While all 50 recommendations are key to the successful management of COVID-19 patients, busy clinicians on the frontline need to zone in on those indispensable practical recommendations that they should implement immediately.
Medscape Medical News therefore asked lead author Waleed Alhazzani, MD, MSc, from the Division of Critical Care, McMaster University, Hamilton, Canada, to give his personal top 10, the first three of which are focused on limiting the spread of infection.
1. For healthcare workers performing aerosol-generating procedures  on patients with COVID-19 in the ICU, we recommend using fitted respirator masks (N95 respirators, FFP2, or equivalent), as compared to surgical/medical masks, in addition to other personal protective equipment (eg, gloves, gown, and eye protection such as a face shield or safety goggles.
2. We recommend performing aerosol-generating procedures on ICU patients with COVID-19 in a negative-pressure room.
3. For healthcare workers providing usual care for nonventilated COVID-19 patients, we suggest using surgical/medical masks, as compared to respirator masks in addition to other personal protective equipment.
4. For healthcare workers performing endotracheal intubation on patients with COVID-19, we suggest using video guided laryngoscopy, over direct laryngoscopy, if available.
5. We recommend endotracheal intubation in patients with COVID-19, performed by healthcare workers experienced with airway management, to minimize the number of attempts and risk of transmission.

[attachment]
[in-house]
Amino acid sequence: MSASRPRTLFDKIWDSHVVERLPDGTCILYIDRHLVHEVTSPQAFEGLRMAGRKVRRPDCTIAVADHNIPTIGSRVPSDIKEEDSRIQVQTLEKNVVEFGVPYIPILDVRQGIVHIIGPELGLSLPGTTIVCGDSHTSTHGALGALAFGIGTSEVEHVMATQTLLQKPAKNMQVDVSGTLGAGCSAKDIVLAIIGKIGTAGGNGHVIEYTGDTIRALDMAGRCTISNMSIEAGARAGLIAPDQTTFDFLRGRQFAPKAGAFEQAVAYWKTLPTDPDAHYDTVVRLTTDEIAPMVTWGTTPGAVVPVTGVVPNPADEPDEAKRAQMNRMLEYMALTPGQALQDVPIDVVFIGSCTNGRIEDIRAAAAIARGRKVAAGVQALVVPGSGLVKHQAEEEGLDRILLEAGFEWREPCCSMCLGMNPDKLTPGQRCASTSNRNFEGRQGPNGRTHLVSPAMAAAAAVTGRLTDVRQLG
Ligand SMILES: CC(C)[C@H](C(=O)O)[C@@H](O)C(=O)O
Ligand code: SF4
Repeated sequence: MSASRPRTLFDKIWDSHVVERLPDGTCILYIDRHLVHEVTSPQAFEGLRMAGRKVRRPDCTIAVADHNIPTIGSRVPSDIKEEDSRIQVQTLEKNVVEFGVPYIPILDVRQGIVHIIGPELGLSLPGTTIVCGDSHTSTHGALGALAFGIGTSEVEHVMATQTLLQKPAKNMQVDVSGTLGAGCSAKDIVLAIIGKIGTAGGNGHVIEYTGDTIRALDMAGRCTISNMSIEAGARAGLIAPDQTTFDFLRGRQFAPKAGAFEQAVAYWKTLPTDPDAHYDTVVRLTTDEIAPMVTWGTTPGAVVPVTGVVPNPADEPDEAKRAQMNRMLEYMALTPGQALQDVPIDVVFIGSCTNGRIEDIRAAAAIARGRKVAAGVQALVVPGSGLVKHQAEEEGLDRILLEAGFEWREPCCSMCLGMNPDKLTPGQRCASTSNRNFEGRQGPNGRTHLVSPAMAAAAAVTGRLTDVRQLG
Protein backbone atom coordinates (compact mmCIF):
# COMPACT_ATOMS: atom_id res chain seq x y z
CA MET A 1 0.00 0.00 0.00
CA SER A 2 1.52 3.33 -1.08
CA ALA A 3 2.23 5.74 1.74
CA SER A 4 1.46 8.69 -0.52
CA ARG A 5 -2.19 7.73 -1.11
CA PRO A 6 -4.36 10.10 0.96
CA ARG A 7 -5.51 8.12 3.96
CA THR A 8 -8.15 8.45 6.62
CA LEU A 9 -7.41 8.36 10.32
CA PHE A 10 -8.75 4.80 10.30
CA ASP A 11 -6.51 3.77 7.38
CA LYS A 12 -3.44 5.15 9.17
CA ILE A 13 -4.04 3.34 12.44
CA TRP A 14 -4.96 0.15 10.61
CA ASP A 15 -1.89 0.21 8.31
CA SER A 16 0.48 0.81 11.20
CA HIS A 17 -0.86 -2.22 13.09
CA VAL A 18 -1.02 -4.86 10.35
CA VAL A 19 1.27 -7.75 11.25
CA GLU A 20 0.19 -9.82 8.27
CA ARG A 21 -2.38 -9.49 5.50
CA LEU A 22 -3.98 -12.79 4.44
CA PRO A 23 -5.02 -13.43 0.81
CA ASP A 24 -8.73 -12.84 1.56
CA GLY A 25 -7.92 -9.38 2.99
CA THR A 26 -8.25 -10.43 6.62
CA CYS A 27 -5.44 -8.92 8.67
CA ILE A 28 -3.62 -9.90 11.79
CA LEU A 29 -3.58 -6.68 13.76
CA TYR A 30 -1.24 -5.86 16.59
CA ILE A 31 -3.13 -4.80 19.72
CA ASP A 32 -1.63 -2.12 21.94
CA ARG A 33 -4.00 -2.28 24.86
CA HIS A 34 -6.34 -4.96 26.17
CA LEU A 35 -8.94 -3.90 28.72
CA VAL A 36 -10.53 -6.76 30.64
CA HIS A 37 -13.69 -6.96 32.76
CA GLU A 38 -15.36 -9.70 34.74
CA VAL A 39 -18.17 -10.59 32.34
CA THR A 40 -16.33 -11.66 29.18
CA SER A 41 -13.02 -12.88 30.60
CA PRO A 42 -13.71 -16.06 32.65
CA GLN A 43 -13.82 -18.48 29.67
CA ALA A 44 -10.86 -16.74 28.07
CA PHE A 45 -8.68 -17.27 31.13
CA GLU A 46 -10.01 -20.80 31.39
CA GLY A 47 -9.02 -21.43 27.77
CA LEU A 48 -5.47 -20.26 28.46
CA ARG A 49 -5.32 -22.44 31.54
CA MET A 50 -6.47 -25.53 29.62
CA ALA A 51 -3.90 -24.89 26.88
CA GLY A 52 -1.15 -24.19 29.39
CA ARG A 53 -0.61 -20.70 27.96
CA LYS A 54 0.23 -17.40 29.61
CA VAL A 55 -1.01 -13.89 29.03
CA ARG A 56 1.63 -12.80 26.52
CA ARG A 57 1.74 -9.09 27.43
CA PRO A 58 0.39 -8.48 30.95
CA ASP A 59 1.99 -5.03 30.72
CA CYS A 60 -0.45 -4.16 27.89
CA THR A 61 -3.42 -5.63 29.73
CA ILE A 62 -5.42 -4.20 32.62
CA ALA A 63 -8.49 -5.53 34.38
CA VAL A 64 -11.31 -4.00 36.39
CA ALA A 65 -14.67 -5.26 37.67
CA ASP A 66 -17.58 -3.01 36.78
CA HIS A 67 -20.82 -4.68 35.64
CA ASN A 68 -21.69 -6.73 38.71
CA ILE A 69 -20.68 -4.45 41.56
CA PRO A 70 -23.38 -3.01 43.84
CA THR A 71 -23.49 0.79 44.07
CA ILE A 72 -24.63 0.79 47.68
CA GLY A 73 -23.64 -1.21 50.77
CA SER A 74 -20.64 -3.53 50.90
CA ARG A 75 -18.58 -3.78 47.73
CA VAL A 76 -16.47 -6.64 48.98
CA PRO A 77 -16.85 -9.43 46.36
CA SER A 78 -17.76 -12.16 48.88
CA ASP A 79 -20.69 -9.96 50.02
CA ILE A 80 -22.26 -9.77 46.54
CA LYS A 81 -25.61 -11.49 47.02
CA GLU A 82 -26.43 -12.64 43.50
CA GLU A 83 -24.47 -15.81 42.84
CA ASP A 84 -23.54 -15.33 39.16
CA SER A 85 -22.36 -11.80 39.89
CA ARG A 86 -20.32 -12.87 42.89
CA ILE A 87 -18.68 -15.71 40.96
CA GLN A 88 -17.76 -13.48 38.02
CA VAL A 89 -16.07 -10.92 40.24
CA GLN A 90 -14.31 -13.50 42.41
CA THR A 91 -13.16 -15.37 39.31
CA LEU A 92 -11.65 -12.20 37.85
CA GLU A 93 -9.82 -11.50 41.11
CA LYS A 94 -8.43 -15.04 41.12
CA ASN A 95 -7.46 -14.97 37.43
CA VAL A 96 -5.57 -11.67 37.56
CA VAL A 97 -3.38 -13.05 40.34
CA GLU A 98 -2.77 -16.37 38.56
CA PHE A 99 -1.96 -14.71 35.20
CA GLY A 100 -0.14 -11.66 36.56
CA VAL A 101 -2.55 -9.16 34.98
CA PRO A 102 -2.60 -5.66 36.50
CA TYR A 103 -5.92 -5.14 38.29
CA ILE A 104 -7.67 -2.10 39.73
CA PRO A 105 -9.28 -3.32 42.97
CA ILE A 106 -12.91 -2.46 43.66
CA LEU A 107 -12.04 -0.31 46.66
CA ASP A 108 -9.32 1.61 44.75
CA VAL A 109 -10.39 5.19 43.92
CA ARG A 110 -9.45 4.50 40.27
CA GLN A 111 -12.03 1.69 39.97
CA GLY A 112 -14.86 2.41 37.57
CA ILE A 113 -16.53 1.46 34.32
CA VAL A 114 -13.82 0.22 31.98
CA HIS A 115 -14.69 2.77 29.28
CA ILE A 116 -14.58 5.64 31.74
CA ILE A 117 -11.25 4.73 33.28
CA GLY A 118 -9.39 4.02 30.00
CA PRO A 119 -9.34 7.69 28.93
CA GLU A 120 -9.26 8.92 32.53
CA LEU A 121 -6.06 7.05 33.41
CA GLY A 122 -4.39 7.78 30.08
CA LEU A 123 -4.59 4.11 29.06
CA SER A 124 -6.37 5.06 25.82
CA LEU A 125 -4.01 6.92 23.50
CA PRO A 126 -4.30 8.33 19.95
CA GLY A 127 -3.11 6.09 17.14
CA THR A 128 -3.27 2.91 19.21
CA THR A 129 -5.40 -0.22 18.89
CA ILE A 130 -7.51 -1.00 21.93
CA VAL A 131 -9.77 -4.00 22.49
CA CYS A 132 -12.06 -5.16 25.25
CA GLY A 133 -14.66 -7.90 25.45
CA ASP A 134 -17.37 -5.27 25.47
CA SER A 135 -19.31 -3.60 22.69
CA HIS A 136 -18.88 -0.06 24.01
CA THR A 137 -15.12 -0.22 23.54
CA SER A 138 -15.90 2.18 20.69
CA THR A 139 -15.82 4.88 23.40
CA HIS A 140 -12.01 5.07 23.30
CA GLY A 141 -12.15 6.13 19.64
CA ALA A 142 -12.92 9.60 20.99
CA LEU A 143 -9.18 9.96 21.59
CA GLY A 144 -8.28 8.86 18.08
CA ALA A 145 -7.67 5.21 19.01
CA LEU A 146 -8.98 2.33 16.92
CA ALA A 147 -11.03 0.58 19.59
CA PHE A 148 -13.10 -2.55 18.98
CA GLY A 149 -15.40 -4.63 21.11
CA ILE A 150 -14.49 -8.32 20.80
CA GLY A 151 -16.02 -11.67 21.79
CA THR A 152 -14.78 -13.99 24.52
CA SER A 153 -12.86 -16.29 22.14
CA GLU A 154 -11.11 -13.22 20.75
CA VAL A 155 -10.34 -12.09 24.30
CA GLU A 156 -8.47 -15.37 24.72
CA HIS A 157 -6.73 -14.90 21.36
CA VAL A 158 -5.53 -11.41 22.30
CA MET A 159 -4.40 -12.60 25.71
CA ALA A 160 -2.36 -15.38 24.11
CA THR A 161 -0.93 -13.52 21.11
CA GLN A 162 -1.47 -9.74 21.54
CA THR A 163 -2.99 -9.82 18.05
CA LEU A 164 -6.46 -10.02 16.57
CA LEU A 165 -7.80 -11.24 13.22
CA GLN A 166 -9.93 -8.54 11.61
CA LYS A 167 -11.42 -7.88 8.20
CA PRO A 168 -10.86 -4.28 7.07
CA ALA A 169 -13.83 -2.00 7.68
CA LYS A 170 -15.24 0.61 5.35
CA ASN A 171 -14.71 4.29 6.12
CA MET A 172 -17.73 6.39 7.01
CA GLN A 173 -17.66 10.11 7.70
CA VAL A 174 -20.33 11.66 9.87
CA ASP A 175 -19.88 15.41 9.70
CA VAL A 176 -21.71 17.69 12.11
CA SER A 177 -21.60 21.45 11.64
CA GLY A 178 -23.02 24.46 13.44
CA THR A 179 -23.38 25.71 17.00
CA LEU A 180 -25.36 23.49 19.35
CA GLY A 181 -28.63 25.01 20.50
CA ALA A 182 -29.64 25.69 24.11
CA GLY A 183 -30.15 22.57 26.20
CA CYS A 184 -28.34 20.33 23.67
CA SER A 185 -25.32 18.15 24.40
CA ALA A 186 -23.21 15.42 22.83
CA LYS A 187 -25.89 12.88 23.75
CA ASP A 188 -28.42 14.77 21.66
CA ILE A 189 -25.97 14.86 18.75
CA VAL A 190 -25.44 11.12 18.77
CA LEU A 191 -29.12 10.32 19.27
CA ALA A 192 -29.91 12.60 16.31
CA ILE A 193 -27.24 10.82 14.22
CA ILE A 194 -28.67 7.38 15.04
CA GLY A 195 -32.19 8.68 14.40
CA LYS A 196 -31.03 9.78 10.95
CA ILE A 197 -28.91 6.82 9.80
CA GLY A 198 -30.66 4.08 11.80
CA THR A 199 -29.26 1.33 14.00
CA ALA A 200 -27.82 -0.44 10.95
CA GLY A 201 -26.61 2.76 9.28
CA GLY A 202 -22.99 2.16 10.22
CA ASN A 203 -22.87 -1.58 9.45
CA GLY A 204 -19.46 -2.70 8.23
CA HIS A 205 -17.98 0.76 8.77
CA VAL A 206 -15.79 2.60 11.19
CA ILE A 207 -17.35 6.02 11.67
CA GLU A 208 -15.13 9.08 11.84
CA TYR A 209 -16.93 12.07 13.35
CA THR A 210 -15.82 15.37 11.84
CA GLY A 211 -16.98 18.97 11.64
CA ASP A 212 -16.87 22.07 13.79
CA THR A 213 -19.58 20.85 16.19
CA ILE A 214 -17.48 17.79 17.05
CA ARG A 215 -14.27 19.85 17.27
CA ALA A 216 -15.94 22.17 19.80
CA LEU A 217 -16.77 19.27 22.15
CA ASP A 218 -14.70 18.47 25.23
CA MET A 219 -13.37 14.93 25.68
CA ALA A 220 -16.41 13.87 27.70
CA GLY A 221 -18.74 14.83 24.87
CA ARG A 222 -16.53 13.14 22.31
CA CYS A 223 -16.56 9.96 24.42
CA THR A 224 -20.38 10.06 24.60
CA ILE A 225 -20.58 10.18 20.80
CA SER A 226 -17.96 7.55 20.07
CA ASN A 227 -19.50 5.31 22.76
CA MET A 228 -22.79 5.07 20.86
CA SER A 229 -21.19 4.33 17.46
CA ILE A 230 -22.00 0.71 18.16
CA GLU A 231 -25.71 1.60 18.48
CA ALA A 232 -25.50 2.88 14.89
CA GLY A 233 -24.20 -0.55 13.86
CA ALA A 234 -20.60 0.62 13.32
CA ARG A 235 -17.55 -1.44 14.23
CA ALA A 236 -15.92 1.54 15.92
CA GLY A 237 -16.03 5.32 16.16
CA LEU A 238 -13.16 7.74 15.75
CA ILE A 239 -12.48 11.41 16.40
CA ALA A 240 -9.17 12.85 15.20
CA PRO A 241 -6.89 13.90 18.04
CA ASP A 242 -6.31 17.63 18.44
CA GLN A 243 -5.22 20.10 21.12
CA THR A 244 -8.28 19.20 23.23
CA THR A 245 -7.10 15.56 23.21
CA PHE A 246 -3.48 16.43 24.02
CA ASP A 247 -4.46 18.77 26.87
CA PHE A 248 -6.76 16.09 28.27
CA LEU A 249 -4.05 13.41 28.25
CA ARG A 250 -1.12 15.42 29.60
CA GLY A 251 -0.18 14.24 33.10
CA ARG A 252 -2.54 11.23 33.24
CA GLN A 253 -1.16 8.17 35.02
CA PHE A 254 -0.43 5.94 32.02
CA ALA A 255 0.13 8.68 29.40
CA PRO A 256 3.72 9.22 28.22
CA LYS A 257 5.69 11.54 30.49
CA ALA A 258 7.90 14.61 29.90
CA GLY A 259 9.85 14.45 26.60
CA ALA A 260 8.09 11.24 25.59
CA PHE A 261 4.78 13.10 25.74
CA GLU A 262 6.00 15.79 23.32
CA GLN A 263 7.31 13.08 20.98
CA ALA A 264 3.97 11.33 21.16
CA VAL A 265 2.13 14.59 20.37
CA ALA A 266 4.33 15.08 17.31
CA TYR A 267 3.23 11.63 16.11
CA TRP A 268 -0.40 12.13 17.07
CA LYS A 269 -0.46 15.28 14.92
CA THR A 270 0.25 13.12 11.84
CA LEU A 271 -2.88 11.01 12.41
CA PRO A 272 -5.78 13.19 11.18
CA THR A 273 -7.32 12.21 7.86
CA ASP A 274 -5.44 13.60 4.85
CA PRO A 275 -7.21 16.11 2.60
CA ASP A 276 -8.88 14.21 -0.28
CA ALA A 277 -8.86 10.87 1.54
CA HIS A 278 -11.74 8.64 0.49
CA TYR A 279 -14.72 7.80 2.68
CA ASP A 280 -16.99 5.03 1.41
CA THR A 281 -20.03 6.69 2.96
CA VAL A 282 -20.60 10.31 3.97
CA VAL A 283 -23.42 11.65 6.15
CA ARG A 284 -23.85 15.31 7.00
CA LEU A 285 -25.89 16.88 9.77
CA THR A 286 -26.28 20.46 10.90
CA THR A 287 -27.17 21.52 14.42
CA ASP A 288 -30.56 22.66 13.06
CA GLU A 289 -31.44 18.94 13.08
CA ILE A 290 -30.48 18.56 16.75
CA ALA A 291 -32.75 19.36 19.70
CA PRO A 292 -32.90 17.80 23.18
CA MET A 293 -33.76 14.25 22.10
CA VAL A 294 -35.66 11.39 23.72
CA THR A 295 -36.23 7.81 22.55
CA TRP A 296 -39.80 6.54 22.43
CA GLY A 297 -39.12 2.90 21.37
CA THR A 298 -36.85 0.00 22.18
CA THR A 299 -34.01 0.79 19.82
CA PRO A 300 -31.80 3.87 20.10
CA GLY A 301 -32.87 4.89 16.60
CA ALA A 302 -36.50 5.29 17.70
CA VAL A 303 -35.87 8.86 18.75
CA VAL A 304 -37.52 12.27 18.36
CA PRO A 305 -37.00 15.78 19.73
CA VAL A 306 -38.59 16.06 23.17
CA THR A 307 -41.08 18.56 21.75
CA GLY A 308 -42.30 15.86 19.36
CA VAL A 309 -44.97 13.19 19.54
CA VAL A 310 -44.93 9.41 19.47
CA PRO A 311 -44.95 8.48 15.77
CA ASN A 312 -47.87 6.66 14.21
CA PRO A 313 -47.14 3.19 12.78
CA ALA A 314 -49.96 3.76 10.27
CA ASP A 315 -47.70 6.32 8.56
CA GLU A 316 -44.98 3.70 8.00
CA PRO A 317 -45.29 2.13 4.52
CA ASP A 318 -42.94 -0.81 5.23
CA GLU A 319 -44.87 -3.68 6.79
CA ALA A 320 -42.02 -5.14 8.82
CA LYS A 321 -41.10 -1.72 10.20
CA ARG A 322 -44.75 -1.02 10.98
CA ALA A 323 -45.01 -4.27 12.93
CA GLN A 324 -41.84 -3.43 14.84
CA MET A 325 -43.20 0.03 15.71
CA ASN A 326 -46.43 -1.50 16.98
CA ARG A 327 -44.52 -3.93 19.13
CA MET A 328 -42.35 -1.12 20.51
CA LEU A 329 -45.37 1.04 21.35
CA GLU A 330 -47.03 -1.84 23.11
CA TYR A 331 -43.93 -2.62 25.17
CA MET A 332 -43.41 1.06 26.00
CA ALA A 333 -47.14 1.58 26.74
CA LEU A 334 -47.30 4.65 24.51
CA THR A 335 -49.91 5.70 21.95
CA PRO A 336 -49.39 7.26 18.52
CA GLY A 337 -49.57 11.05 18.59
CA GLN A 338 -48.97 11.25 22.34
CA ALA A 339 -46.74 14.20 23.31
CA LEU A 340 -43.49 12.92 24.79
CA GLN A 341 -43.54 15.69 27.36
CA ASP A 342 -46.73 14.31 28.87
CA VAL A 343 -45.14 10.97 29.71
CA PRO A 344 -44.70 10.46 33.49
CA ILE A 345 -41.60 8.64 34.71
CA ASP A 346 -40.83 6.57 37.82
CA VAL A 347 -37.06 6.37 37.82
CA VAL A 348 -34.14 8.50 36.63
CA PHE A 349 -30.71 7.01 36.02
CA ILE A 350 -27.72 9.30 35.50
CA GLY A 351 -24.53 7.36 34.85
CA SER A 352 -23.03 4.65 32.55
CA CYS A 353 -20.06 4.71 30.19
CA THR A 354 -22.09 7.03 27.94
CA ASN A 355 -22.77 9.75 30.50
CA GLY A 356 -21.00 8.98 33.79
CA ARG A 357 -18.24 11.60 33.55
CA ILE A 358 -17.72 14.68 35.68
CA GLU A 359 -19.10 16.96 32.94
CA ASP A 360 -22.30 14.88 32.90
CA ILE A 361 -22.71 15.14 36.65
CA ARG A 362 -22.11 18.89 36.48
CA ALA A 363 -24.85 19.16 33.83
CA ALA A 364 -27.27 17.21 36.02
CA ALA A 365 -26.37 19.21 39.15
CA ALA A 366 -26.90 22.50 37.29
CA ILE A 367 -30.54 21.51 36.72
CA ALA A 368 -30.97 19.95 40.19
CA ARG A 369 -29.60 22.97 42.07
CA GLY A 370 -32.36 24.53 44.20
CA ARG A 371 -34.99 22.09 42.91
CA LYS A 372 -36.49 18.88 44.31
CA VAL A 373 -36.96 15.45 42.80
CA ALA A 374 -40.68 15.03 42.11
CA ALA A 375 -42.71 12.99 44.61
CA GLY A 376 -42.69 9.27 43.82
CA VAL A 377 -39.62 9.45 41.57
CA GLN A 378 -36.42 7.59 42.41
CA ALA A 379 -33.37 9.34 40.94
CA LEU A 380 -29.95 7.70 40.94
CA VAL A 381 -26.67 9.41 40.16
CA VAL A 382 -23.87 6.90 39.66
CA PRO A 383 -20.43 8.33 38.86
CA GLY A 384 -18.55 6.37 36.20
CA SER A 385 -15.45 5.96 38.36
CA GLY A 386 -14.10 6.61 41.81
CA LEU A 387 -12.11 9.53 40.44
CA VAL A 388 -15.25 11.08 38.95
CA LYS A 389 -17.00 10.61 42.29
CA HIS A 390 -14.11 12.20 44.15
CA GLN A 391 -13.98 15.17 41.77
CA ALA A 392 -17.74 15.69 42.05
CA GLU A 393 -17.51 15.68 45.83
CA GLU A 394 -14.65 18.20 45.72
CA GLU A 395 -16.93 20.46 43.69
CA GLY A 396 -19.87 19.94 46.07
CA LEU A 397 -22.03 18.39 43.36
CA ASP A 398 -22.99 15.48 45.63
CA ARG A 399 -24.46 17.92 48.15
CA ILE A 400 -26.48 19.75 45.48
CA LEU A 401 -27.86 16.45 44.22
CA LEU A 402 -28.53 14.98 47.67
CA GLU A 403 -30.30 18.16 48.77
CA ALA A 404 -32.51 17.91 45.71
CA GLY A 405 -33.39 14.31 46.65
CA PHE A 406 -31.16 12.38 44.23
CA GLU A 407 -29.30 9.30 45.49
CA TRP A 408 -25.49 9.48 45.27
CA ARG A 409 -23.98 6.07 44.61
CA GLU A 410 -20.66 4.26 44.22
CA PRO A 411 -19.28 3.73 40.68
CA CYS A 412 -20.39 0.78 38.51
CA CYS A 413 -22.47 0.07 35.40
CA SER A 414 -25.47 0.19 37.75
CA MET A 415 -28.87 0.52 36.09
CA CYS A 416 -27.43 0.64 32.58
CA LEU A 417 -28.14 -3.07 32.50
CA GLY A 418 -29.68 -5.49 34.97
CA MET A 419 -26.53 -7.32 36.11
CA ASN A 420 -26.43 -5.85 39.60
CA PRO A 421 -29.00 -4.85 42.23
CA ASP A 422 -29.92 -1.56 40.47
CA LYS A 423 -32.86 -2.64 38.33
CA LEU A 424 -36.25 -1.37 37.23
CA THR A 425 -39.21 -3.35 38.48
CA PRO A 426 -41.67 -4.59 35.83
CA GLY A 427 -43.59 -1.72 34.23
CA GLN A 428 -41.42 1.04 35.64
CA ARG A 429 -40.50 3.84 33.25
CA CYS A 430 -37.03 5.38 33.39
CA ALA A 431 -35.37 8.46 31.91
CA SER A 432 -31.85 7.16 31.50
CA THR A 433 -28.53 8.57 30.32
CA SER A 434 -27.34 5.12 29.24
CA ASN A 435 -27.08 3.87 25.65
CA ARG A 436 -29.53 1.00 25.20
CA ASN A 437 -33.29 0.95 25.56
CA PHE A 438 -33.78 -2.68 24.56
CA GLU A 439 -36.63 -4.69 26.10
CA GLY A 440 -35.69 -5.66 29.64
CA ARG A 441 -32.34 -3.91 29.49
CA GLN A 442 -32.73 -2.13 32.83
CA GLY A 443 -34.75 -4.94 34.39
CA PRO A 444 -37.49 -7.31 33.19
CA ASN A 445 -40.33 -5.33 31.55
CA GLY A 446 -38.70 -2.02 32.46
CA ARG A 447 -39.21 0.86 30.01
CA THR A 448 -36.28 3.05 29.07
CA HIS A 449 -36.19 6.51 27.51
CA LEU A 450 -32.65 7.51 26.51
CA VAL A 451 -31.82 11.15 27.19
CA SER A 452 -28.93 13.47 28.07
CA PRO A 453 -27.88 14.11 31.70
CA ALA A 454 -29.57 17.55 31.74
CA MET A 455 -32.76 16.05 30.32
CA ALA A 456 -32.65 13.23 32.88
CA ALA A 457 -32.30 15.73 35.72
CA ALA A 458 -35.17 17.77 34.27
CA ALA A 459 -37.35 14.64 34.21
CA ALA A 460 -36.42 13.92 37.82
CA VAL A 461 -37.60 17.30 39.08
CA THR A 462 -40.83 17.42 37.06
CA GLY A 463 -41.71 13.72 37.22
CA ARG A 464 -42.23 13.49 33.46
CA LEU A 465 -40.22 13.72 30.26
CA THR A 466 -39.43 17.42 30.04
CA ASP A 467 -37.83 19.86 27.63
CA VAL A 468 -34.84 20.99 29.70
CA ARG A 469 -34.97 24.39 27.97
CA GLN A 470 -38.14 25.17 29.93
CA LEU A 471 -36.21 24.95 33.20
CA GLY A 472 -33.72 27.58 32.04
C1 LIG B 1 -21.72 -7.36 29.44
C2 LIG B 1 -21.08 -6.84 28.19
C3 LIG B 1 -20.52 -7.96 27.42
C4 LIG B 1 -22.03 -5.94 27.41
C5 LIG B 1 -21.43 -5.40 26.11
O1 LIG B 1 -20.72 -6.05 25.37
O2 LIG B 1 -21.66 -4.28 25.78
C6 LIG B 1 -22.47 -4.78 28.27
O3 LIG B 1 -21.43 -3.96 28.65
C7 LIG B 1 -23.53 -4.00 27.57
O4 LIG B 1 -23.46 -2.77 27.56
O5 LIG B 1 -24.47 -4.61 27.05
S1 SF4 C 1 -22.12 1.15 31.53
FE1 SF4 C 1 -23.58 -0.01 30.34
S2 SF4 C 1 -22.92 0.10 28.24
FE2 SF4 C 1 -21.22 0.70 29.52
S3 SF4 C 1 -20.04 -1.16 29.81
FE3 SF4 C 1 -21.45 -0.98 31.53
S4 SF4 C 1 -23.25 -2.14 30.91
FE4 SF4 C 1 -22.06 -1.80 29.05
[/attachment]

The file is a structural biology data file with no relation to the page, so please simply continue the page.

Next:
6. For intubated and mechanically ventilated adults with suspicion of COVID-19, we suggest obtaining endotracheal aspirates, over bronchial wash or bronchoalveolar lavage samples.
7. For adults with COVID-19 and acute hypoxemic respiratory failure, we suggest using high-flow nasal cannula [HFNC] over non-invasive positive pressure ventilation [NIPPV].
8. For adults with COVID-19 receiving NIPPV or HFNC, we recommend close monitoring for worsening of respiratory status and early intubation in a controlled setting if worsening occurs.
9. For mechanically ventilated adults with COVID-19 and moderate to severe acute respiratory distress syndrome [ARDS], we suggest prone ventilation for 12 to 16 hours over no prone ventilation.
10. For mechanically ventilated adults with COVID-19 and respiratory failure (without ARDS), we don't recommend routine use of systemic corticosteroids.
 This includes endotracheal intubation, bronchoscopy, open suctioning, administration of nebulized treatment, manual ventilation before intubation, physical proning of the patient, disconnecting the patient from the ventilator, non-invasive positive pressure ventilation, tracheostomy, and cardiopulmonary resuscitation.
These choices are in broad agreement with those selected by Jason T. Poston, MD, University of Chicago, Illinois, and colleagues in their synopsis of these guidelines, published online March 26 in JAMA, although they also highlight another recommendation on infection control: